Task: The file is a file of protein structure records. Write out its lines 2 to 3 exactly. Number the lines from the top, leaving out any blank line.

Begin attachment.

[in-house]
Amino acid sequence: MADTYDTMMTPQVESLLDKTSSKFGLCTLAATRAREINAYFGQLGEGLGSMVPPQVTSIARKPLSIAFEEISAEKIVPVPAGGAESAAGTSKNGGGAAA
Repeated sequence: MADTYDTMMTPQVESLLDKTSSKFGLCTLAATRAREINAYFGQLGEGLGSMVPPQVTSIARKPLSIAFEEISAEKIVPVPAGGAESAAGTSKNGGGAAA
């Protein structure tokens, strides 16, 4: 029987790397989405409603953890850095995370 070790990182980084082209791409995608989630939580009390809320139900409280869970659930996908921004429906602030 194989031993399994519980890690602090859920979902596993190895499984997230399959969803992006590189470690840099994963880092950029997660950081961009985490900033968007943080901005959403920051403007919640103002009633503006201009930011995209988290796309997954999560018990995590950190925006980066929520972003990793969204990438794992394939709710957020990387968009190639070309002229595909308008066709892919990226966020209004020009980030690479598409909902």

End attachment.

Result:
Amino acid sequence: MADTYDTMMTPQVESLLDKTSSKFGLCTLAATRAREINAYFGQLGEGLGSMVPPQVTSIARKPLSIAFEEISAEKIVPVPAGGAESAAGTSKNGGGAAA
Repeated sequence: MADTYDTMMTPQVESLLDKTSSKFGLCTLAATRAREINAYFGQLGEGLGSMVPPQVTSIARKPLSIAFEEISAEKIVPVPAGGAESAAGTSKNGGGAAA